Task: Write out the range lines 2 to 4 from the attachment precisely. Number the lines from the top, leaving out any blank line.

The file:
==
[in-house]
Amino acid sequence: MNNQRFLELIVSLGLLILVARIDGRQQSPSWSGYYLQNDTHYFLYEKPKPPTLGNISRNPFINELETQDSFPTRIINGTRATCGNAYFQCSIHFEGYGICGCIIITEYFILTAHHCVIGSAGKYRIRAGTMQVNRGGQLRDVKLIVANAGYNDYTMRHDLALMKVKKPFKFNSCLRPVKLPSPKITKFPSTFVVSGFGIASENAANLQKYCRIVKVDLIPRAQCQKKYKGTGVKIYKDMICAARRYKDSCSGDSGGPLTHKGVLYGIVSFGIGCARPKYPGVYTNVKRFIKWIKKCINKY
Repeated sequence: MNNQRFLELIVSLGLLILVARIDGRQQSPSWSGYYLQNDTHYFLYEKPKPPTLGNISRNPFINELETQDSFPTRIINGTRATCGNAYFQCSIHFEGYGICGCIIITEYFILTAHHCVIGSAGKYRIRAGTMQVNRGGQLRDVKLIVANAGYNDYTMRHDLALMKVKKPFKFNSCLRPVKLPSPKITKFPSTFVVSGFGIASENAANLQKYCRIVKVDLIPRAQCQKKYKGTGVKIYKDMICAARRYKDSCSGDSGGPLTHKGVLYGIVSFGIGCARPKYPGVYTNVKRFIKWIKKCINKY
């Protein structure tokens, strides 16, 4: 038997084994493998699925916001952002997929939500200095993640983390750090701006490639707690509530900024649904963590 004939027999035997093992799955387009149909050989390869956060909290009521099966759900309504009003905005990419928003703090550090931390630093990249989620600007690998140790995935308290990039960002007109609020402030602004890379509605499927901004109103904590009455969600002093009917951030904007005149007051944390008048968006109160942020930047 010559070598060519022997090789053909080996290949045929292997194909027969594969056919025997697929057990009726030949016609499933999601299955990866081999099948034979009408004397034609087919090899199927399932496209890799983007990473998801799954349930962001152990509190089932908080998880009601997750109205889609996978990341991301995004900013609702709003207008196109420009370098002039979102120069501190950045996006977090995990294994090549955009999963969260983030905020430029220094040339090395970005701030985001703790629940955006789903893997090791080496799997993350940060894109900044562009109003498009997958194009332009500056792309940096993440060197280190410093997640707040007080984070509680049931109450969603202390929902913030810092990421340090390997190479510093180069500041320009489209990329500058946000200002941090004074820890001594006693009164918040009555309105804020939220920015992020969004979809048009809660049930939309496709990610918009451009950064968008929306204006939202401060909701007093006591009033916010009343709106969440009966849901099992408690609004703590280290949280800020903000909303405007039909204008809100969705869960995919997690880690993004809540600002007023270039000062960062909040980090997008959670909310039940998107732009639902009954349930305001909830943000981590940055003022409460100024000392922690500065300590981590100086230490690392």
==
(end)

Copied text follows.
Amino acid sequence: MNNQRFLELIVSLGLLILVARIDGRQQSPSWSGYYLQNDTHYFLYEKPKPPTLGNISRNPFINELETQDSFPTRIINGTRATCGNAYFQCSIHFEGYGICGCIIITEYFILTAHHCVIGSAGKYRIRAGTMQVNRGGQLRDVKLIVANAGYNDYTMRHDLALMKVKKPFKFNSCLRPVKLPSPKITKFPSTFVVSGFGIASENAANLQKYCRIVKVDLIPRAQCQKKYKGTGVKIYKDMICAARRYKDSCSGDSGGPLTHKGVLYGIVSFGIGCARPKYPGVYTNVKRFIKWIKKCINKY
Repeated sequence: MNNQRFLELIVSLGLLILVARIDGRQQSPSWSGYYLQNDTHYFLYEKPKPPTLGNISRNPFINELETQDSFPTRIINGTRATCGNAYFQCSIHFEGYGICGCIIITEYFILTAHHCVIGSAGKYRIRAGTMQVNRGGQLRDVKLIVANAGYNDYTMRHDLALMKVKKPFKFNSCLRPVKLPSPKITKFPSTFVVSGFGIASENAANLQKYCRIVKVDLIPRAQCQKKYKGTGVKIYKDMICAARRYKDSCSGDSGGPLTHKGVLYGIVSFGIGCARPKYPGVYTNVKRFIKWIKKCINKY
């Protein structure tokens, strides 16, 4: 038997084994493998699925916001952002997929939500200095993640983390750090701006490639707690509530900024649904963590 004939027999035997093992799955387009149909050989390869956060909290009521099966759900309504009003905005990419928003703090550090931390630093990249989620600007690998140790995935308290990039960002007109609020402030602004890379509605499927901004109103904590009455969600002093009917951030904007005149007051944390008048968006109160942020930047 010559070598060519022997090789053909080996290949045929292997194909027969594969056919025997697929057990009726030949016609499933999601299955990866081999099948034979009408004397034609087919090899199927399932496209890799983007990473998801799954349930962001152990509190089932908080998880009601997750109205889609996978990341991301995004900013609702709003207008196109420009370098002039979102120069501190950045996006977090995990294994090549955009999963969260983030905020430029220094040339090395970005701030985001703790629940955006789903893997090791080496799997993350940060894109900044562009109003498009997958194009332009500056792309940096993440060197280190410093997640707040007080984070509680049931109450969603202390929902913030810092990421340090390997190479510093180069500041320009489209990329500058946000200002941090004074820890001594006693009164918040009555309105804020939220920015992020969004979809048009809660049930939309496709990610918009451009950064968008929306204006939202401060909701007093006591009033916010009343709106969440009966849901099992408690609004703590280290949280800020903000909303405007039909204008809100969705869960995919997690880690993004809540600002007023270039000062960062909040980090997008959670909310039940998107732009639902009954349930305001909830943000981590940055003022409460100024000392922690500065300590981590100086230490690392």